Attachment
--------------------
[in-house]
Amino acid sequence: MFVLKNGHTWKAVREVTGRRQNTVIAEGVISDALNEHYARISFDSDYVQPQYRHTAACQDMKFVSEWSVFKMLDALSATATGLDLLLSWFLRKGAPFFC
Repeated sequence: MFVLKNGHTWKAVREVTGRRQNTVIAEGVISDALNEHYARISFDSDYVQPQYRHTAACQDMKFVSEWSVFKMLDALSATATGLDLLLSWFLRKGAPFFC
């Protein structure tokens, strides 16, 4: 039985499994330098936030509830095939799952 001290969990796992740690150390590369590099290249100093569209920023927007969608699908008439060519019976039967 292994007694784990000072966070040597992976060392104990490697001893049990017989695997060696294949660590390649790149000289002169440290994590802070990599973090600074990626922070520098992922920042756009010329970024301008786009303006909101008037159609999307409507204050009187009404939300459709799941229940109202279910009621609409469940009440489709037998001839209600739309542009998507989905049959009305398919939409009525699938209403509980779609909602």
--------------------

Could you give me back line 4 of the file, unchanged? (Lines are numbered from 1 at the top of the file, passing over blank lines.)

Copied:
């Protein structure tokens, strides 16, 4: 039985499994330098936030509830095939799952 001290969990796992740690150390590369590099290249100093569209920023927007969608699908008439060519019976039967 292994007694784990000072966070040597992976060392104990490697001893049990017989695997060696294949660590390649790149000289002169440290994590802070990599973090600074990626922070520098992922920042756009010329970024301008786009303006909101008037159609999307409507204050009187009404939300459709799941229940109202279910009621609409469940009440489709037998001839209600739309542009998507989905049959009305398919939409009525699938209403509980779609909602």